Reading business blogs, and listening to the wisdom of successful business leaders, it’s easy to think that your main threat comes from other companies in your space. Healthy competition is, of course, a great thing, and inspires enterprises to deliver the highest value to consumers and constantly innovate their way to a competitive advantage. Instead, you should anticipate a possible business disaster so you can prepare ahead of time. By making preparations that allow you to avoid a business disaster and developing contingency plans in case of an unforeseen disaster, you offer your business the best shot at long-term success.
Companies need to guard against a series of potential threats so they can put processes in place to avoid them. This planning helps you avoid the pitfalls of poor planning such as loss of revenue, poor customer reviews, and even bad publicity that might follow your business for years. Ultimately, these business disasters might result in the failure of your business.
Obviously, you can’t plan for every eventuality but there are a host of threats that can happen to damage your business. Here are just a few of the likely disasters you should guard against.
Preparing for a business disaster
A business disaster that’s increasingly common in the digital age is data breaches and other types of data loss. Adverse weather conditions that cause flooding, fire, hurricane, or even damage to the structure from an earthquake can destroy your physical data storage. Regardless of the cause, making sure you maintain up-to-date backups or alternatives such as offsite storage means your business can return to its operational standard (or at least retain its sensitive documents, proprietary information, and essential data) more quickly, which limits damage to your reputation, disappointment for you customers, and loss of the records necessary to run the business.
With IT disaster recovery solutions, you can make sure your systems are properly backed up and that you can get your business up and running again as quickly as possible. Off-site servers and cloud backups can also make a huge difference here, allowing you to effectively resume operations at other premises if this is deemed to be necessary. In the long run, you’re sure to see just how valuable this approach is for avoiding a business disaster.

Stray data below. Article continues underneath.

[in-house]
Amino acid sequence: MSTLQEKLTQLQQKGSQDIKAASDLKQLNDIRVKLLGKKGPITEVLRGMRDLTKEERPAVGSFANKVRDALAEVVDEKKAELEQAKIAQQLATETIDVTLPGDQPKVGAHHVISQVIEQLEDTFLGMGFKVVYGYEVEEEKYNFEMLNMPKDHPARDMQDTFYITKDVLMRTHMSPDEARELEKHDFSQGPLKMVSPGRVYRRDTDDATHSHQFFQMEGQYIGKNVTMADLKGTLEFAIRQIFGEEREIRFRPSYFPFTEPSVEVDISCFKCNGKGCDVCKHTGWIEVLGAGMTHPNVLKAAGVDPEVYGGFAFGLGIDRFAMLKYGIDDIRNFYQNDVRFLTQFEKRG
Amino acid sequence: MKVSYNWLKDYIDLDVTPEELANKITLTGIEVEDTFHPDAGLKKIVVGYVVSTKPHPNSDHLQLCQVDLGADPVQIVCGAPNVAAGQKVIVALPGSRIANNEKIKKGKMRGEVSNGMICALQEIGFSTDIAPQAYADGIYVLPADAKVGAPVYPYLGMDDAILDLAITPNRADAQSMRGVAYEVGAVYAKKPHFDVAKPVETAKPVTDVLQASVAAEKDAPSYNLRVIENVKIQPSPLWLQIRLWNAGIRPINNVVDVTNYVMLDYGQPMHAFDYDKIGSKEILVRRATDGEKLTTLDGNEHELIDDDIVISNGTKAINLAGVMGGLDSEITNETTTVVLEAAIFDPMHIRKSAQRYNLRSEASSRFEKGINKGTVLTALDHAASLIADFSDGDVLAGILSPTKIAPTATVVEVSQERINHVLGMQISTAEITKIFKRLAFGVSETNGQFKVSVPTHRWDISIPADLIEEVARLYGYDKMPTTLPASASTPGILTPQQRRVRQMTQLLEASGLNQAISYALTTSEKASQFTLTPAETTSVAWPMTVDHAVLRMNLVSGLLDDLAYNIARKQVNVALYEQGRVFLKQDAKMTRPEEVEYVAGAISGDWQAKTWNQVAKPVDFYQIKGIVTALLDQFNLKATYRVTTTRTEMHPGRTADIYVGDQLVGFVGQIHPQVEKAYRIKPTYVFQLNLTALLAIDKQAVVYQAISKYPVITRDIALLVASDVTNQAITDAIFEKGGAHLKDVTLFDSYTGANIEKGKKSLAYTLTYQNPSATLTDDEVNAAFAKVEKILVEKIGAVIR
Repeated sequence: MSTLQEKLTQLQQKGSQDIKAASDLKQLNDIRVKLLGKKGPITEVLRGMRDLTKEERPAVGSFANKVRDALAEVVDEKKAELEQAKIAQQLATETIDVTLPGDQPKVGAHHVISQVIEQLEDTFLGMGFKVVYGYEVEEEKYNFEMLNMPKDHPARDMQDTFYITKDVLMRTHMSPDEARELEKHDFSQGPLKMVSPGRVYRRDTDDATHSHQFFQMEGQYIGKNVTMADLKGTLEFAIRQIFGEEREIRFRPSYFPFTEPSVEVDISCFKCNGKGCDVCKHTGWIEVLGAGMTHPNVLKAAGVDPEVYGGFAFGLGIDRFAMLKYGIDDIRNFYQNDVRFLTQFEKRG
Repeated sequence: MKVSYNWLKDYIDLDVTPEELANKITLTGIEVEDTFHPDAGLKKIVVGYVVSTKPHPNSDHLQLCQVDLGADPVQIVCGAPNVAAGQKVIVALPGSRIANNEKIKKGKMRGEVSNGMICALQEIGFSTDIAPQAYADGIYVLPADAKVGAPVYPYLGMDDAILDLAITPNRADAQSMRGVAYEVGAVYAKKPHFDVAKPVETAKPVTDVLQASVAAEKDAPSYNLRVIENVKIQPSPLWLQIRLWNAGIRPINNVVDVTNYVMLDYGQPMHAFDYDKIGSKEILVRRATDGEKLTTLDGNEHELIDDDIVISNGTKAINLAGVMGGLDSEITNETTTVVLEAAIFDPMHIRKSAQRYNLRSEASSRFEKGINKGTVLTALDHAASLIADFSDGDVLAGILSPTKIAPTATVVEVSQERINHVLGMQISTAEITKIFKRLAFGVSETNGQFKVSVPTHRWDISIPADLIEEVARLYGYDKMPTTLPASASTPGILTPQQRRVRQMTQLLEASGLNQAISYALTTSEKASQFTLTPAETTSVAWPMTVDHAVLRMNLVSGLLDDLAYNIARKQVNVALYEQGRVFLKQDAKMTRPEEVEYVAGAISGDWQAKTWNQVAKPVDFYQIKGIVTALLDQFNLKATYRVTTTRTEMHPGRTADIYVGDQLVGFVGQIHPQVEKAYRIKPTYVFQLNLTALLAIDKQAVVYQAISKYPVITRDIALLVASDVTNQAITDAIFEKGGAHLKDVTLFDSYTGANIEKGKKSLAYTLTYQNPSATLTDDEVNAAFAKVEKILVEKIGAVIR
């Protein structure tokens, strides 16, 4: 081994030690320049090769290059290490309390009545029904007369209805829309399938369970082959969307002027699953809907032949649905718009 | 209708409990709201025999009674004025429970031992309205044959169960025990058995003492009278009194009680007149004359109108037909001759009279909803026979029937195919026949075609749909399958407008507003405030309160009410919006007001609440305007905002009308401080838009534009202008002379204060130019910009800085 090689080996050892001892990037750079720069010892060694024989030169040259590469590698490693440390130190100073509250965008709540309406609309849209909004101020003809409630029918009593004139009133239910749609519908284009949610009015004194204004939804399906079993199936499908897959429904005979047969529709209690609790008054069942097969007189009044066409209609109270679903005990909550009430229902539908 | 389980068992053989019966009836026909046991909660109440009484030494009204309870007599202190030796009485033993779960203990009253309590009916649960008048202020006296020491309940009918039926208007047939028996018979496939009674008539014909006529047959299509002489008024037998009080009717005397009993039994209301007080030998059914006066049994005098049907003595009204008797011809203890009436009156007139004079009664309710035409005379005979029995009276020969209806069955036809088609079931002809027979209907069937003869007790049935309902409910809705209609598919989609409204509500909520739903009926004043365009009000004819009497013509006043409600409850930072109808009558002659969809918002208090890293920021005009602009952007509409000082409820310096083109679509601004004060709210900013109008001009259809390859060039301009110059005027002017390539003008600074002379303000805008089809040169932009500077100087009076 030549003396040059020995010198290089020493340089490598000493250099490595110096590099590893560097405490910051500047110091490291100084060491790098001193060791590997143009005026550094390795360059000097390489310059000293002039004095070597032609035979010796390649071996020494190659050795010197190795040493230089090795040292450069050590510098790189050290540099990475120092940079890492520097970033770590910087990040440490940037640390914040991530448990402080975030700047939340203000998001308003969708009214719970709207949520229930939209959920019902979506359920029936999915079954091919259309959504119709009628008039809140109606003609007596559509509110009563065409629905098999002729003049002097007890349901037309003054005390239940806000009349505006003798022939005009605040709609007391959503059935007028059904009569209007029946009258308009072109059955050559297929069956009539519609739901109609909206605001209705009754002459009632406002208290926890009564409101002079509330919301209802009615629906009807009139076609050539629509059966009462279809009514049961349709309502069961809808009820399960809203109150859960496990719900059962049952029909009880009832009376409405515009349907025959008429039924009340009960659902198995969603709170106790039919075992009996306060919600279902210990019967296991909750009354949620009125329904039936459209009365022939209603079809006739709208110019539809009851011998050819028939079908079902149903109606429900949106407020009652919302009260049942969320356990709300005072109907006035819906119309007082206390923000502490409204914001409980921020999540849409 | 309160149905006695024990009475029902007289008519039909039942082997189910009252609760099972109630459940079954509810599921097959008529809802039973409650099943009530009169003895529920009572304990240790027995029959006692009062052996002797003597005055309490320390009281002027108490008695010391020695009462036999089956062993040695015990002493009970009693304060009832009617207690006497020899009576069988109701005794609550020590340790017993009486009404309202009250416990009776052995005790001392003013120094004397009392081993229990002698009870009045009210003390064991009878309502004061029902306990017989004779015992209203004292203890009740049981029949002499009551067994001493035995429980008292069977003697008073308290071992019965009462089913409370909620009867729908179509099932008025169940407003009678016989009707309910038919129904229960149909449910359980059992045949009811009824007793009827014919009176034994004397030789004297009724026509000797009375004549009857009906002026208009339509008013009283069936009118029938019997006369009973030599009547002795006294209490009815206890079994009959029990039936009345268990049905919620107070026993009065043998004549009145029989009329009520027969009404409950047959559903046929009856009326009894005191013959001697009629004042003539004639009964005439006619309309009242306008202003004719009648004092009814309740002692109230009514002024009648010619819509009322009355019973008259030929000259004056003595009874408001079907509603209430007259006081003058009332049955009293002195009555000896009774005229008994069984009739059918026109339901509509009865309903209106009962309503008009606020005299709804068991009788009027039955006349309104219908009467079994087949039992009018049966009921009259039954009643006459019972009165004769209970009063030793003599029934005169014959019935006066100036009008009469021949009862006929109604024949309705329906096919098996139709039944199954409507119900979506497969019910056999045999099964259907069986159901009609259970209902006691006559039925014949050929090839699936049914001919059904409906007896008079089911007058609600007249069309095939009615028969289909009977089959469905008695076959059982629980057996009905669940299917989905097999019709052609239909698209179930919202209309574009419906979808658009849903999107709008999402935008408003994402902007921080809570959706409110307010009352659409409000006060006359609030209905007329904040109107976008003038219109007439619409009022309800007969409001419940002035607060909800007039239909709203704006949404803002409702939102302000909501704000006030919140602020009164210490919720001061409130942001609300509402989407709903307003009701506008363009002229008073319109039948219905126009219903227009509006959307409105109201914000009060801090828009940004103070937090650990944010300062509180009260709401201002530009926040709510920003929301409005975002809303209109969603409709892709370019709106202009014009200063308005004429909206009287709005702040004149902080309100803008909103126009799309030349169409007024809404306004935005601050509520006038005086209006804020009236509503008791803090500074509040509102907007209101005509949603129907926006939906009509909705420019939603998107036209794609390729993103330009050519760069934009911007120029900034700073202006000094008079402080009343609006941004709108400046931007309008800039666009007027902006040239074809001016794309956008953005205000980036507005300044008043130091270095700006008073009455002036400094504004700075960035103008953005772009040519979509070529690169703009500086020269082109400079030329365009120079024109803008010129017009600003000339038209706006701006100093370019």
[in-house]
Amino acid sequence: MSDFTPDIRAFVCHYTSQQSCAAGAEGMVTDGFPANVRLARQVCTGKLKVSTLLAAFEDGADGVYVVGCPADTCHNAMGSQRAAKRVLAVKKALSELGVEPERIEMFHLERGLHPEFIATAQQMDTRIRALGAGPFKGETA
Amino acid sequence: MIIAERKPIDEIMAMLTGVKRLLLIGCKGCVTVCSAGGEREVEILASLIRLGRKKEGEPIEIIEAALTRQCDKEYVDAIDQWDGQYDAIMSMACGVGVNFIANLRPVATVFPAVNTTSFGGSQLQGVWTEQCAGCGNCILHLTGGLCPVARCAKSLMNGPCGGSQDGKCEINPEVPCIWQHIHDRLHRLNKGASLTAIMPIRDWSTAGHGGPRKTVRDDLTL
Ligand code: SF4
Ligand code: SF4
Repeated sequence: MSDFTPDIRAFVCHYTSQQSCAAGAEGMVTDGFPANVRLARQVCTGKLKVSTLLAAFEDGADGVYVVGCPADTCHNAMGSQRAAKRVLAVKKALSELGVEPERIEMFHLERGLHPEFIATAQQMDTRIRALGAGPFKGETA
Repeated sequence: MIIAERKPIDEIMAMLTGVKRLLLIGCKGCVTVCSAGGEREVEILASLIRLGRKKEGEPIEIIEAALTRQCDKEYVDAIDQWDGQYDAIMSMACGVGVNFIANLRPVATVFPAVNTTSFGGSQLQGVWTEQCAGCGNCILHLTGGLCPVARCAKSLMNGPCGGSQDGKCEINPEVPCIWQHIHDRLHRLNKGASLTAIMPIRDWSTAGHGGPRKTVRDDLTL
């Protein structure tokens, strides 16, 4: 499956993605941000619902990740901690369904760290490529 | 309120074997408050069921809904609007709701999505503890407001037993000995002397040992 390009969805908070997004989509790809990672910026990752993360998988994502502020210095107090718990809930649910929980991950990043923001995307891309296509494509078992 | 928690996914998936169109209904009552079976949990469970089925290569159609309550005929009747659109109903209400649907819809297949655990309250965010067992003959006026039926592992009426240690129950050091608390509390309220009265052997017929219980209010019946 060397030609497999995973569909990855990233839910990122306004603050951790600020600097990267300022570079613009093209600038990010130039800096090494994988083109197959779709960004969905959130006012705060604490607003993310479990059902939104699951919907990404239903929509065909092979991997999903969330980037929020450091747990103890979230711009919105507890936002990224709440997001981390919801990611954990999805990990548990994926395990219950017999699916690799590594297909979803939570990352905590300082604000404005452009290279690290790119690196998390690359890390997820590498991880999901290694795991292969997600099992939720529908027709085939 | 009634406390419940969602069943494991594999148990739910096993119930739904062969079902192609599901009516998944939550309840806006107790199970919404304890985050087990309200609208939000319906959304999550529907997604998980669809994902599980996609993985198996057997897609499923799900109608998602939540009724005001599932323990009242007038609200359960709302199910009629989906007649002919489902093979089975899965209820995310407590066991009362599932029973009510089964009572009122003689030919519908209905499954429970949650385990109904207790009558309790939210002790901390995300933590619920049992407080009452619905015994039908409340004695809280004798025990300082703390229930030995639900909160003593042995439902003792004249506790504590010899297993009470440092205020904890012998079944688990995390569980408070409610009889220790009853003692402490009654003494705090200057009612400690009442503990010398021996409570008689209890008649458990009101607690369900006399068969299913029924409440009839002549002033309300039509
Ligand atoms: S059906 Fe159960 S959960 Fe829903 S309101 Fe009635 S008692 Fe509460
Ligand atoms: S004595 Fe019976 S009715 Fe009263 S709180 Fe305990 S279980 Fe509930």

Too few workers to run your business
Nothing represents a bigger danger to your reputation that not having a sufficient workforce to meet your normal demand. With the pandemic causing serious labor shortages, having workers missing from your workforce means you can’t keep customers happy and may even result in a safety issue that results in someone getting hurt.
In the short run, you can likely survive missing a few workers who experience an illness, traffic delay, or even an unexpected worker who resigns. You can pay overtime to your remaining workers or hire a few temps to fill in. In the long run, however, you can’t expect this solution to work as overworked employees might quit, creating a cycle of worker shortages, and temps are often an expensive alternative because you must pay a temp fee and because temps are likely less productive than your normal workforce. This is especially challenging when you’re missing a key employee.
There are some provisions you can use to resolve these worker shortages if your business is suitable for such alternatives. For instance, you can outsource some work to third parties who are available at a moment’s notice. Unlike temps, you can hire a graphic designer or developer as a gig worker to fill in when you need a few extra hands. Key man insurance is a great alternative to compensate the firm for the loss of someone who’s harder to replace.